It used to be that we would say the famous people died in groups of three.
I think by now everyone acknowledges the enormous amount of suckage that 2016 represents. Yeah, sure, people who are famous die. And yeah, there are a lot of people who are paying this year for choices they made when they were younger. And we’re all getting older.
That doesn’t mean it gets any easier, especially when our icons are dying daily. We just can’t keep up, can’t recover.
I was never much of a Wham! fan, because the music was way too pop-oriented for an edgy New Wave fan, but they were in the clubs when I was, and the music was all over the radio back before I stayed tuned to NPR most of the time. It wasn’t until Freedom hit the airwaves that I really paid any attention to George Michael.
This song became one of my anthems, intended to be sung at the top of my lungs in the car.
I’m sorry that fame comes at such a price, that we do what we do to those who live a different life. Sorry especially for the ones who crash and burn early. His was another unique voice silenced in a year that has hit the music industry hard and its fans harder.
Time lapse video shot with my Nikon D5100 over the course of the storm.
Got a slightly late start, had a couple of instances where the battery ran out and I needed to replace it, and had to move the camera about 3/4 of the way through because of moisture outside the window.
The ghost at the left of the frame is me, working on my computer while the camera went off.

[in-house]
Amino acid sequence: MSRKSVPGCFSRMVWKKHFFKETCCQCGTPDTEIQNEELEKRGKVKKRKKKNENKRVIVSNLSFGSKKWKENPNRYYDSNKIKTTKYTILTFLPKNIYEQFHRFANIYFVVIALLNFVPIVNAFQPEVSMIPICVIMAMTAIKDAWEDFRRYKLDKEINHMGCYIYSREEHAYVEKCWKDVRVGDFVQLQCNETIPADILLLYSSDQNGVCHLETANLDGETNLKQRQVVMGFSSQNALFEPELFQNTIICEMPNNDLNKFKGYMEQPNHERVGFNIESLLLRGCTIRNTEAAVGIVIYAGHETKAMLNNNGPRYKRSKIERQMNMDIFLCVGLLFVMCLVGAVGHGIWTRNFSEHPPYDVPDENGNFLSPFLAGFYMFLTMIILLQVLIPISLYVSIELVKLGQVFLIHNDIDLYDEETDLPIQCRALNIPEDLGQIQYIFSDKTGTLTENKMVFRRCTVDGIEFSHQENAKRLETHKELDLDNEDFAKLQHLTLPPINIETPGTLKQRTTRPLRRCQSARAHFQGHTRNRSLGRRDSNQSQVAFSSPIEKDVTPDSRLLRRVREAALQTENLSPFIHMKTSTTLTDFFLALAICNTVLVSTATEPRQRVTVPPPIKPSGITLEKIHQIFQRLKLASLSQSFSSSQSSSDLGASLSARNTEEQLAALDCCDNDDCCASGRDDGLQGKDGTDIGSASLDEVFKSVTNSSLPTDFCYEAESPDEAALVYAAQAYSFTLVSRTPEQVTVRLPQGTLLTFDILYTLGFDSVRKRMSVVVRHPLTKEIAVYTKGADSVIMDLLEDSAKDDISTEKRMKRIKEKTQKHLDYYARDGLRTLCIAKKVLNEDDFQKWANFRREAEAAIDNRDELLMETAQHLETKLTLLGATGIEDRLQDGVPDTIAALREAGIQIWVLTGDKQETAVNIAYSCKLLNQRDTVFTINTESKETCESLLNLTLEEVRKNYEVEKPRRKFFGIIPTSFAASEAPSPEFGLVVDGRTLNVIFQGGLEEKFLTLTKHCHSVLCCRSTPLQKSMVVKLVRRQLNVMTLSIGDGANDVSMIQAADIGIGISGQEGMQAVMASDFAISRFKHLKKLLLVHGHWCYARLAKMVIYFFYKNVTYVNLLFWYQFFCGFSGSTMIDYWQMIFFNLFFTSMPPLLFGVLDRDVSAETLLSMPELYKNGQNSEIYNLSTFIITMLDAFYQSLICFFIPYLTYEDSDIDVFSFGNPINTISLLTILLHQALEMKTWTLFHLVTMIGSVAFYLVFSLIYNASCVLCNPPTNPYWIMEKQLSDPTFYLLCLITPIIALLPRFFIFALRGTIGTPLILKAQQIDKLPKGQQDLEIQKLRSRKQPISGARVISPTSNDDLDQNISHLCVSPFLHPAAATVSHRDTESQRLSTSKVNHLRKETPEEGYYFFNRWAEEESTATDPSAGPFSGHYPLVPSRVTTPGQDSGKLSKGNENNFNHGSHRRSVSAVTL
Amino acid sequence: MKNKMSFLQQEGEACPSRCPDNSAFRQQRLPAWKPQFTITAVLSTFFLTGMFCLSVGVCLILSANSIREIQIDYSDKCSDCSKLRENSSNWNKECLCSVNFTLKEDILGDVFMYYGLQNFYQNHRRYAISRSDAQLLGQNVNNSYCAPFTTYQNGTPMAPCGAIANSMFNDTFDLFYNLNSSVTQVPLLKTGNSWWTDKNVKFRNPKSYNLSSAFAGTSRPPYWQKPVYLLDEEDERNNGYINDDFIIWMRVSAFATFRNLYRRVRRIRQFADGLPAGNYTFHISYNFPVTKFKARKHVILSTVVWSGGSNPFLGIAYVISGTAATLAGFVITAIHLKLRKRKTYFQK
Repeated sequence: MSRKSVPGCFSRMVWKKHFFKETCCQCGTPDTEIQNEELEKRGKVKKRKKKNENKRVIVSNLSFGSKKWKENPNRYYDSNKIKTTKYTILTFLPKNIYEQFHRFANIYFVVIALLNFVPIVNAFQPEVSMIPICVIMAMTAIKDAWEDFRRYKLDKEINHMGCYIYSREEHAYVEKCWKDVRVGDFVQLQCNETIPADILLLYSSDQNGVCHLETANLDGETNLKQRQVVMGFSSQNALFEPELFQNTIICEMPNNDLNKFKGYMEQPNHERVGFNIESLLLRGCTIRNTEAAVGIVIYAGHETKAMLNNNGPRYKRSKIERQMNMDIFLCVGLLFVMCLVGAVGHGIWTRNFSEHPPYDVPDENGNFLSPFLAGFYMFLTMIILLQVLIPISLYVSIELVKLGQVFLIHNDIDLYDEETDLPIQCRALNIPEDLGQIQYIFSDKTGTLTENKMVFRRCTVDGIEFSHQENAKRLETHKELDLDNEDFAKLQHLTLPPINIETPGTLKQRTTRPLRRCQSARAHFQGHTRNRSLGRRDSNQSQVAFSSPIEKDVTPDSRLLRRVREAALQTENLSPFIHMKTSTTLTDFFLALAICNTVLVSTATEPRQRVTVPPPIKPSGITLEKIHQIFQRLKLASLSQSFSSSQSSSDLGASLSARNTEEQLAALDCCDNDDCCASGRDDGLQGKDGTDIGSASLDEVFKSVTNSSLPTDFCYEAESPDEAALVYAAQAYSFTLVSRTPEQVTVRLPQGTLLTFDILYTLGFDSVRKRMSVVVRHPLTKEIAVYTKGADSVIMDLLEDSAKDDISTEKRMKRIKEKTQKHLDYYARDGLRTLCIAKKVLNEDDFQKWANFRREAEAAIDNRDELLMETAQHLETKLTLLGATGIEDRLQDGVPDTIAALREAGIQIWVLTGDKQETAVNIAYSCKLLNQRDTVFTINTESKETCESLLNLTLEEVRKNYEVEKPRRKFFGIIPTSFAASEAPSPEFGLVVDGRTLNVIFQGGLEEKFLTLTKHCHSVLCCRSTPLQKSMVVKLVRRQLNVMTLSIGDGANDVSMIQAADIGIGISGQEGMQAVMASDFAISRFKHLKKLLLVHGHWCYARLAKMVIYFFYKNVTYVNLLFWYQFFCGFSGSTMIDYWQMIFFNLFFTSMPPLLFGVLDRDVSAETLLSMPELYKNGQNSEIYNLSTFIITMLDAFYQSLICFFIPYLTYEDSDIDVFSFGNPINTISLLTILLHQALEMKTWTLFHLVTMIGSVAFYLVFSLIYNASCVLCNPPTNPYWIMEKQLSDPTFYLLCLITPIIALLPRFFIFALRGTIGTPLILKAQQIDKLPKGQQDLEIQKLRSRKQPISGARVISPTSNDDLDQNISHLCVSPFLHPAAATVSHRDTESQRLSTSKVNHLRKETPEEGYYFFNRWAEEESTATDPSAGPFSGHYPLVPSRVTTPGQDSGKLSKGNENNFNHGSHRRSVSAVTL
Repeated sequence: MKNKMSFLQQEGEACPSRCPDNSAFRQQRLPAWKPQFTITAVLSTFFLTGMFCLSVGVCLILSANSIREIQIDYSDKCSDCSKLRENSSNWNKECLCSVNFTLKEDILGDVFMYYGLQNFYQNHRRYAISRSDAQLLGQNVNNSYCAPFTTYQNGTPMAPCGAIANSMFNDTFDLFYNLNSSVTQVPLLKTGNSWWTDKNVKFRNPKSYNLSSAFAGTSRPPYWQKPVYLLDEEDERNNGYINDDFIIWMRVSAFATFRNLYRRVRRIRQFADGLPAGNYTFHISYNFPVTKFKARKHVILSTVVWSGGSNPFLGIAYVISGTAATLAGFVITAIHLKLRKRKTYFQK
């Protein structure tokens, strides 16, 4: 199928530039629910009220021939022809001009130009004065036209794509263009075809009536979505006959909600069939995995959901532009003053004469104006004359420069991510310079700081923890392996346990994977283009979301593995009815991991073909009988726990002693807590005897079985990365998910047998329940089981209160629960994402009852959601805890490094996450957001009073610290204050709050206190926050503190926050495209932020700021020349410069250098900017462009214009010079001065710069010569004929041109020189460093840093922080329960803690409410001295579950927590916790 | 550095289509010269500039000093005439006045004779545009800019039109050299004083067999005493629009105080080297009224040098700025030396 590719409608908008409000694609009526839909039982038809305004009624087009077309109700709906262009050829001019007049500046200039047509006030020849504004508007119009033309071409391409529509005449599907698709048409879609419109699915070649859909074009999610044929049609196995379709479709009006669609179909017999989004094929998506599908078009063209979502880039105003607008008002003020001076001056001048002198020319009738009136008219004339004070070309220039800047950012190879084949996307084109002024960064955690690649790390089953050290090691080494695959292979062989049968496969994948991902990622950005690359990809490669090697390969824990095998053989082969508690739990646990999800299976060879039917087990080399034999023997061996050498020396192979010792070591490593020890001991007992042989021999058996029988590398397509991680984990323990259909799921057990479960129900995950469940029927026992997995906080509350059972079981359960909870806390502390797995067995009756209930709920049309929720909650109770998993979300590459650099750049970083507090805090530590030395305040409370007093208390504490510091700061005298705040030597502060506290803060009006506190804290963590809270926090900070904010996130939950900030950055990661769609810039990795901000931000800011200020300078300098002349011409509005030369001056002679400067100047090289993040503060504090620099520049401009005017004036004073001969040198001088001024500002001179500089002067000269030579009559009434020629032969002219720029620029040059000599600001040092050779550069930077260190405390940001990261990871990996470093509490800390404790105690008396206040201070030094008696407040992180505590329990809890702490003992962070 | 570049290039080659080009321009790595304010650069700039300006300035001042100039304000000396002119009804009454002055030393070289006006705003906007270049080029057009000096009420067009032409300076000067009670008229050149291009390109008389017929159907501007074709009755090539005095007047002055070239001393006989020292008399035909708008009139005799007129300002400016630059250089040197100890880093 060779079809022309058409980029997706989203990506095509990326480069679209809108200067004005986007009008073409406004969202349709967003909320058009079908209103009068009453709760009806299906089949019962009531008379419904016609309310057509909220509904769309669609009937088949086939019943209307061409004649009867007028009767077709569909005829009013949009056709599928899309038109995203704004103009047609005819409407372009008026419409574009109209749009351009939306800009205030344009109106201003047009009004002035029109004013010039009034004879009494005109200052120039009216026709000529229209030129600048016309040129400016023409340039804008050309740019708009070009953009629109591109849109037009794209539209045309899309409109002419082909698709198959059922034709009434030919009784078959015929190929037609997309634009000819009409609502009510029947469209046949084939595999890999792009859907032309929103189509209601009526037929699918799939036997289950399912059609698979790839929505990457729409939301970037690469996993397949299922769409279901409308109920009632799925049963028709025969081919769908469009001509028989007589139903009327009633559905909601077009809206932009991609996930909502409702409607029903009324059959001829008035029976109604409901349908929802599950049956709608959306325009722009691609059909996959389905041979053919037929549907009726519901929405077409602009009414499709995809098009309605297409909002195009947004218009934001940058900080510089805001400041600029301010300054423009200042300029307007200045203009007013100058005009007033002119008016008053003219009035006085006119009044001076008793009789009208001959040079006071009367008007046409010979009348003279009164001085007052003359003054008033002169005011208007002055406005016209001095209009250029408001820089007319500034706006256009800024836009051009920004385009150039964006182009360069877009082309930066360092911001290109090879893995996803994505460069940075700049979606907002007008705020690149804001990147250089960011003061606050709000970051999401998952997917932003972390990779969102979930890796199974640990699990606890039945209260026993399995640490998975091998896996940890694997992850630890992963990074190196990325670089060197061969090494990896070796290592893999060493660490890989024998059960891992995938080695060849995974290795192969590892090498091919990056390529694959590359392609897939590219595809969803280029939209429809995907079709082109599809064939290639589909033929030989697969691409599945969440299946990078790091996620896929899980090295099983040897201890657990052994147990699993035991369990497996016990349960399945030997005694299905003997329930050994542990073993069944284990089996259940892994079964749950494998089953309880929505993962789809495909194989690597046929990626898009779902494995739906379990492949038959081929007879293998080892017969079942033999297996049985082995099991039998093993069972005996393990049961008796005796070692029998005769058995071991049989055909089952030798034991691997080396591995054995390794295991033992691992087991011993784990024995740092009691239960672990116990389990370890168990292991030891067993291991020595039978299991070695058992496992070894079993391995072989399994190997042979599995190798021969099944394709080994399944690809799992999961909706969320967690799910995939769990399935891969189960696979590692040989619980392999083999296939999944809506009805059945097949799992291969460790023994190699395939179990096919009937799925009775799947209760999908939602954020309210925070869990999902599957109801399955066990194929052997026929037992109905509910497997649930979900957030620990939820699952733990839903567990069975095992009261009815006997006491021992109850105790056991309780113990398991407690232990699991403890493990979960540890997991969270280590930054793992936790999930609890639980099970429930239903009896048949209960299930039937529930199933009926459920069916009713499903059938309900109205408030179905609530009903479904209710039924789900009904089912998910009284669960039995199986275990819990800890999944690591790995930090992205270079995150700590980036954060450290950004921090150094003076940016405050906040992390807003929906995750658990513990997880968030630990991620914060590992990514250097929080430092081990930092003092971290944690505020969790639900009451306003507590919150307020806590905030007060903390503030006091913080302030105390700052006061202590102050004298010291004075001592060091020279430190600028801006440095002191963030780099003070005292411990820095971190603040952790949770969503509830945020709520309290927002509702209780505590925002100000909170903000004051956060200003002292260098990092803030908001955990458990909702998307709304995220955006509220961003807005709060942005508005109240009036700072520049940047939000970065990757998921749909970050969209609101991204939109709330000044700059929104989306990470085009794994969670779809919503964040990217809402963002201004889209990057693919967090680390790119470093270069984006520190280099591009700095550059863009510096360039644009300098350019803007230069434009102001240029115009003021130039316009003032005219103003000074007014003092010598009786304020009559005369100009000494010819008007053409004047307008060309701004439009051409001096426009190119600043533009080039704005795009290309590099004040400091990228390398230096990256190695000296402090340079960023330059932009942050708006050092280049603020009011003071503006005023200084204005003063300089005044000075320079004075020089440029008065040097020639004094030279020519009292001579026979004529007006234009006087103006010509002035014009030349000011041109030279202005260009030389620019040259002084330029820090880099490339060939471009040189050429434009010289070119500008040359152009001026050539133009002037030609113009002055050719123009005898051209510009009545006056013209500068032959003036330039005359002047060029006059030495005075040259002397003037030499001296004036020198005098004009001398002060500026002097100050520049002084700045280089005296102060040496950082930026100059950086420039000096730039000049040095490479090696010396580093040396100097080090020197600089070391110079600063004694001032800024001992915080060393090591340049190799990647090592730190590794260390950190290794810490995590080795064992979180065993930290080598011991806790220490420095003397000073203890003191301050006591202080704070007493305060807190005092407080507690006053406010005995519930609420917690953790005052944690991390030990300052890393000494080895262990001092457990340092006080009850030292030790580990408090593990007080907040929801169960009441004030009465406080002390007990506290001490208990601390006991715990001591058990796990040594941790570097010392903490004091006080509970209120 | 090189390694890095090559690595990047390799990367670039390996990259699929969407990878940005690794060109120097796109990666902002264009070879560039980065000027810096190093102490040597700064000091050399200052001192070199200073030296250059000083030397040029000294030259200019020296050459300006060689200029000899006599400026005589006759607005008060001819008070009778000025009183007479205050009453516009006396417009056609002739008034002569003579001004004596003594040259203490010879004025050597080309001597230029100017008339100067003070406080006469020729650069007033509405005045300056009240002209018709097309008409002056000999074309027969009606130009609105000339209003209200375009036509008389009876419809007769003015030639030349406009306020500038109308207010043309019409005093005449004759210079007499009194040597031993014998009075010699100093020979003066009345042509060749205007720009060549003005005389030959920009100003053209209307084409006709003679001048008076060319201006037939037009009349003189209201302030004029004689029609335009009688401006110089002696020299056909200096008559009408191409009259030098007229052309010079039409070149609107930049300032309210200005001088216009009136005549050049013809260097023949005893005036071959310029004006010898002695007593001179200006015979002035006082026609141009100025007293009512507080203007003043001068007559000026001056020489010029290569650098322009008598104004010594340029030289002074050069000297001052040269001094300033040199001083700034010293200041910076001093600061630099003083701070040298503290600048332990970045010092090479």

Total accumulation here: 19″ as measured by me off my back deck.
This is the one and only repeat video, because I just couldn’t resist. Now with new and improved second link!
Viral video responses to real world events. They’re a thing. And particularly appropriate, given last night’s Alberta Clipper in the DC region. Schools delayed or closed over the equivalent of two inches of snow, because we were too busy preparing for #SnOMG!, the 2016 edition.
Honestly, you’d think people would remember that this is what happens when El Niño is active, but no. Not so much.
So here’s today’s installment, viewed over 14 million times. Accept no substitutions.
Bread and Milk
But wait! There’s more!
Bread and Milk – Part 2
Now go forth and conquer the grocery store. Hurry. Before it’s too late!
It’s so easy to get distracted by the things in life, just in general. As I’ve gotten older, it seems there’s some new thing to deal with every day, and some new reason to move away from established habits. I’ve let this blog slide because of that, but today’s Twofer Tuesday selections come in direct relationship to the discussion of #YesAllWomen, #NotAllMen and #AllMenCan, the three hashtags accumulating their current fifteen minutes of fame.
I would like to think that the discussion will outlast the next few weeks, and that we will continue to explore our views of sexuality and violence as they relate to gender and equality, but I think Ingrid Michaelson got there first.
I don’t even remember how I got turned on to the first of these videos. I may have mentioned before that when I was a kid and MTV still played music (a statement that dates me instantly) I watched everything, and Robert Palmer’s “Simply Irresistible” appeared in heavy rotation back then. I disliked the video, even as the music caught my attention. I’ve included Palmer’s original for reference, so you can see shot for shot, how well the director pulled this off.
Now that the distraction has become an extended discussion about the foundations of communication between men and women, this seems most fitting of the videos I’ve collected in my playlist, so I’m presenting it to you for further comment.